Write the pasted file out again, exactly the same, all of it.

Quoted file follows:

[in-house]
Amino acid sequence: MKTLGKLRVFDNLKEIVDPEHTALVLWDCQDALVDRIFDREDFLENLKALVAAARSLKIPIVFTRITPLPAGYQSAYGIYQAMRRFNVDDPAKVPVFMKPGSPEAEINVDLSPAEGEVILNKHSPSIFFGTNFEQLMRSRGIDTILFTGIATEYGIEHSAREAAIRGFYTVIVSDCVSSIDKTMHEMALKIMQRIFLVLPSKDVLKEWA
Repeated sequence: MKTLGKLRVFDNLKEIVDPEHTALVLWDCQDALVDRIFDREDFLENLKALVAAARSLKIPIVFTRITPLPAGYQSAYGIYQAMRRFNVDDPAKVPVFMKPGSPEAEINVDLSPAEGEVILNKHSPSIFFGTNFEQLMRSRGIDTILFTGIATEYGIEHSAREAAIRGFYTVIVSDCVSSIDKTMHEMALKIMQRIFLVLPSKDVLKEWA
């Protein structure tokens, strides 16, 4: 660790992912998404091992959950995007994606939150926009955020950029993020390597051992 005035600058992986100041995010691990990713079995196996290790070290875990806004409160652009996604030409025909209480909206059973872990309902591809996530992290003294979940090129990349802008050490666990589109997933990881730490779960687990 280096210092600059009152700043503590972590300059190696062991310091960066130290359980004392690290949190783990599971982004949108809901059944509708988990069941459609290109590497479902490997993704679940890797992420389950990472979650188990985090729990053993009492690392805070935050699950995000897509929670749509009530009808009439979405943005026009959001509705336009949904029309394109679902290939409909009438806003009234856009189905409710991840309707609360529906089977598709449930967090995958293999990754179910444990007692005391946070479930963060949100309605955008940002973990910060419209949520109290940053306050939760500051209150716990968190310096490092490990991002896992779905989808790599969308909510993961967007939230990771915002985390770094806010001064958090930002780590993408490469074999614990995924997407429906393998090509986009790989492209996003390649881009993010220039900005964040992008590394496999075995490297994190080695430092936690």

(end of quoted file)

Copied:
[in-house]
Amino acid sequence: MKTLGKLRVFDNLKEIVDPEHTALVLWDCQDALVDRIFDREDFLENLKALVAAARSLKIPIVFTRITPLPAGYQSAYGIYQAMRRFNVDDPAKVPVFMKPGSPEAEINVDLSPAEGEVILNKHSPSIFFGTNFEQLMRSRGIDTILFTGIATEYGIEHSAREAAIRGFYTVIVSDCVSSIDKTMHEMALKIMQRIFLVLPSKDVLKEWA
Repeated sequence: MKTLGKLRVFDNLKEIVDPEHTALVLWDCQDALVDRIFDREDFLENLKALVAAARSLKIPIVFTRITPLPAGYQSAYGIYQAMRRFNVDDPAKVPVFMKPGSPEAEINVDLSPAEGEVILNKHSPSIFFGTNFEQLMRSRGIDTILFTGIATEYGIEHSAREAAIRGFYTVIVSDCVSSIDKTMHEMALKIMQRIFLVLPSKDVLKEWA
């Protein structure tokens, strides 16, 4: 660790992912998404091992959950995007994606939150926009955020950029993020390597051992 005035600058992986100041995010691990990713079995196996290790070290875990806004409160652009996604030409025909209480909206059973872990309902591809996530992290003294979940090129990349802008050490666990589109997933990881730490779960687990 280096210092600059009152700043503590972590300059190696062991310091960066130290359980004392690290949190783990599971982004949108809901059944509708988990069941459609290109590497479902490997993704679940890797992420389950990472979650188990985090729990053993009492690392805070935050699950995000897509929670749509009530009808009439979405943005026009959001509705336009949904029309394109679902290939409909009438806003009234856009189905409710991840309707609360529906089977598709449930967090995958293999990754179910444990007692005391946070479930963060949100309605955008940002973990910060419209949520109290940053306050939760500051209150716990968190310096490092490990991002896992779905989808790599969308909510993961967007939230990771915002985390770094806010001064958090930002780590993408490469074999614990995924997407429906393998090509986009790989492209996003390649881009993010220039900005964040992008590394496999075995490297994190080695430092936690």